Carmen Trutanich paid for YouTube views of campaign video
Two polished videos promoting his run for district attorney last month show Trutanich driving the gritty streets of Los Angeles telling war stories from his days as a prosecutor, being shot at by a street gang and sending a killer to death row.
Within days, the videos amassed 725,000 views on YouTube, with the most popular clip leaping past any campaign video from GOP presidential candidates Mitt Romney, Newt Gingrich or Rick Santorum. A Trutanich news release trumpeted the videos' popularity as showcasing "broad support behind Trutanich's candidacy from a vast online and grass-roots audience."
But the campaign statement left out a key detail: It paid for many of those YouTube views.
After The Times questioned the video's view count, Trutanich's campaign acknowledged that it had hired an online marketing firm to drum up views by aggressively advertising the videos across the Internet. The Los Angeles firm said it was paid to generate 150,000 to 250,000 views but that a huge online audience then followed naturally.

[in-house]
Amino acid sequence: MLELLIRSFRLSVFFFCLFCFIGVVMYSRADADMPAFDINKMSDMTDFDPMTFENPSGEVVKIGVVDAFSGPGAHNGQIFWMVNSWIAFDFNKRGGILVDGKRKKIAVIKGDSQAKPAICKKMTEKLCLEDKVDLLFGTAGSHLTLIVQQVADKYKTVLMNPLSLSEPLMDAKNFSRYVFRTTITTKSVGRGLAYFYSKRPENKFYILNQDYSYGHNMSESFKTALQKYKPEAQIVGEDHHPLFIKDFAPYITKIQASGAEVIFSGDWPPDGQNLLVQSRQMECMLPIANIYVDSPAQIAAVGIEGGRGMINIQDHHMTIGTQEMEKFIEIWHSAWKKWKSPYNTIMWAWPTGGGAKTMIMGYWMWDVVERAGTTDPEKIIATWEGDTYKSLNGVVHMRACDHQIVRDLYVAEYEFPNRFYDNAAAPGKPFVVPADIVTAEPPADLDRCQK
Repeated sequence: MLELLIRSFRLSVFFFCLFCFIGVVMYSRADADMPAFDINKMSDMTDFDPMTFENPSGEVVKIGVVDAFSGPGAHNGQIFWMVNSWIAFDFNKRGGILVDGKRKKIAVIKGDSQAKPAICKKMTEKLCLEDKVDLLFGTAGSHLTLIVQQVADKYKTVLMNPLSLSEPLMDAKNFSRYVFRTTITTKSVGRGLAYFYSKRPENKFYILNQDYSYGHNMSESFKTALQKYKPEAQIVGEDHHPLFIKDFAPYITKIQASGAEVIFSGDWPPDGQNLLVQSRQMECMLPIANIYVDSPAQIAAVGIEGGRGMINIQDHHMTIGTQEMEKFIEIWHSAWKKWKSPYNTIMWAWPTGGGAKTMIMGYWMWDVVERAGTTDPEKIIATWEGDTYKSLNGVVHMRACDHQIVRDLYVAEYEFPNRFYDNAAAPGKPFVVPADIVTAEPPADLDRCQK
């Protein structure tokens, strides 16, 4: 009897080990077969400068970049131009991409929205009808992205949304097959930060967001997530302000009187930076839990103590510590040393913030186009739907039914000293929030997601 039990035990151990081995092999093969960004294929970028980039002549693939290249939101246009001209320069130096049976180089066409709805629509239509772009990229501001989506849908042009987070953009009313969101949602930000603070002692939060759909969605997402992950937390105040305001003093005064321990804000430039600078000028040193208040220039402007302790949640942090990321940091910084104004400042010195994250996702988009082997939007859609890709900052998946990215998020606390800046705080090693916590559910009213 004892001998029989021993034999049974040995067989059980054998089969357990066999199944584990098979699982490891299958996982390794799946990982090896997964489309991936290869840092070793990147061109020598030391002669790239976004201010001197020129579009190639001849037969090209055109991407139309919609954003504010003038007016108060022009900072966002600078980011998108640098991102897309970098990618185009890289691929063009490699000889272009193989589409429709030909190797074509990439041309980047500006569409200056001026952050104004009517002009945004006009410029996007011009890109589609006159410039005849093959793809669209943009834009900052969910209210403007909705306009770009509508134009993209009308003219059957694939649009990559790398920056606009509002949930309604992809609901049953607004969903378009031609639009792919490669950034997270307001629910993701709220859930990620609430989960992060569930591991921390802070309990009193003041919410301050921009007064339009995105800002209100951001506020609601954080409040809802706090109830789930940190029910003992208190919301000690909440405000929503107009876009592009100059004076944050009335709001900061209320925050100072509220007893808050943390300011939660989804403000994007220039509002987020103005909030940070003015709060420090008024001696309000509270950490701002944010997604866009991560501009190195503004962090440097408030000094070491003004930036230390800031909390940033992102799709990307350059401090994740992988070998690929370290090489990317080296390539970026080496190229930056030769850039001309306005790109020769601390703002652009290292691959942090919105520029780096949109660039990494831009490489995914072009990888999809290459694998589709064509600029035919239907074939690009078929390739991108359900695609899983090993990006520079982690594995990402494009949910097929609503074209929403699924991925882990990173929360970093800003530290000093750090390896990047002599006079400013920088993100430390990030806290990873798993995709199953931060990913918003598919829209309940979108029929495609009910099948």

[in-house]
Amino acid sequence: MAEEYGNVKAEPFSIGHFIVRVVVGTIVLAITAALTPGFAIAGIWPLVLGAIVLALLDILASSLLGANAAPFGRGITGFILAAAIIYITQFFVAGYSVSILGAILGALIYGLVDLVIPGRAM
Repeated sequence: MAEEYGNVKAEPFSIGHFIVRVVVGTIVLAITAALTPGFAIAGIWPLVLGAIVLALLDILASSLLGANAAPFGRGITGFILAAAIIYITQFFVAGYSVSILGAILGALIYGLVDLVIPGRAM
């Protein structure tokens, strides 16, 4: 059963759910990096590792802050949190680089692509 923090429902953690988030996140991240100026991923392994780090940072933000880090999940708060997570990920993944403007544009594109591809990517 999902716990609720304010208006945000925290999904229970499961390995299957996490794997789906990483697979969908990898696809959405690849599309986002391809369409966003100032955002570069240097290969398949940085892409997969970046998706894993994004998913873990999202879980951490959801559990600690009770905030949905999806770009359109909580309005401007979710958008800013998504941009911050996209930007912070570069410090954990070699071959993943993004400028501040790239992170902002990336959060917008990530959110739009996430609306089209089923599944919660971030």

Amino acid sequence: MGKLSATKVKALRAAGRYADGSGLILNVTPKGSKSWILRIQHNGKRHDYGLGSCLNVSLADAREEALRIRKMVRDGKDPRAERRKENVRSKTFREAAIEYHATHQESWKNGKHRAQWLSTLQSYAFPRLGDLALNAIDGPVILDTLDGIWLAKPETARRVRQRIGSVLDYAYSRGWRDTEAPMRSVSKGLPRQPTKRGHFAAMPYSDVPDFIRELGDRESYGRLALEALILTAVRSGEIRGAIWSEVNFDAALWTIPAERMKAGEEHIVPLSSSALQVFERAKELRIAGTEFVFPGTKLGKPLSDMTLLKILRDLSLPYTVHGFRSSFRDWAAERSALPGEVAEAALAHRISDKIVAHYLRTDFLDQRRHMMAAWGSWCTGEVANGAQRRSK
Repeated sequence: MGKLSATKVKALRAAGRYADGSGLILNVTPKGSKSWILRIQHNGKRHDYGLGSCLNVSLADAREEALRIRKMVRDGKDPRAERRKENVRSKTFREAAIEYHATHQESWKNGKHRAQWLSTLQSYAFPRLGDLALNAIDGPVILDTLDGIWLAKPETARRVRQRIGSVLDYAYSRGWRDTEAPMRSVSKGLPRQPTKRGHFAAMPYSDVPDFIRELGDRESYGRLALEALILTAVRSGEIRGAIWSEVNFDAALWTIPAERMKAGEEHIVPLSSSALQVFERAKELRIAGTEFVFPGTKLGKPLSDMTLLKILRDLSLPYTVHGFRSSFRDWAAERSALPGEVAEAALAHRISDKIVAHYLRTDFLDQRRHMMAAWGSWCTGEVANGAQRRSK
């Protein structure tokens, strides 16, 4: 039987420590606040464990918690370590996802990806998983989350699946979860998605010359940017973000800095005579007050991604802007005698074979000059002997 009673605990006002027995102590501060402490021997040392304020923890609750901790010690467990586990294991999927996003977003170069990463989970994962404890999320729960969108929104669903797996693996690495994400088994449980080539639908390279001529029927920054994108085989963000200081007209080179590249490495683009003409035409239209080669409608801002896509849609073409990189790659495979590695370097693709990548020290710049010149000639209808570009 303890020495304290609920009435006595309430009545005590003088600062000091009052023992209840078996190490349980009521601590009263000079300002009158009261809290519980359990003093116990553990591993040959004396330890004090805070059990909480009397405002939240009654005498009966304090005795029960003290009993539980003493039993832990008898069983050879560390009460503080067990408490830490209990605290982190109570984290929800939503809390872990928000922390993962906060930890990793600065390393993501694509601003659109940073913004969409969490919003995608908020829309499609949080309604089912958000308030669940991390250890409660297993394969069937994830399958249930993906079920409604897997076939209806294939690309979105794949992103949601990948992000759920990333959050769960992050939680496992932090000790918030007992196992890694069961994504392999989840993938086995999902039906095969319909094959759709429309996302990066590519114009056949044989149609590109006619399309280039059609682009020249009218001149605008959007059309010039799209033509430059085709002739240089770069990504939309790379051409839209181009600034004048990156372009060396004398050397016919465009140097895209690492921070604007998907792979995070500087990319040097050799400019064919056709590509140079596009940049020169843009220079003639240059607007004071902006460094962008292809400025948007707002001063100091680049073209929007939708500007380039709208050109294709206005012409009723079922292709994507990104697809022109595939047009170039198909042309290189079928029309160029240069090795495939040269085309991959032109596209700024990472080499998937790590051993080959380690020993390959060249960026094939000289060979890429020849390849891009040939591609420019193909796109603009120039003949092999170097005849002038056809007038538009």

But several social media experts questioned how many of the views were from genuinely interested people. YouTube recently suspended the accounts of most of the users who left positive comments on the Trutanich videos, citing violations of its policy against commercially deceptive content. Meanwhile, a Connecticut-based online video promoter told The Times that his firm was paid to generate 400,000 views for the Trutanich clips — far more than the campaign says it paid for.
-- David Sarno and Jack Leonard
Photo: Los Angeles City Atty. Carmen Trutanich. Credit: Anne Cusack / Los Angeles Times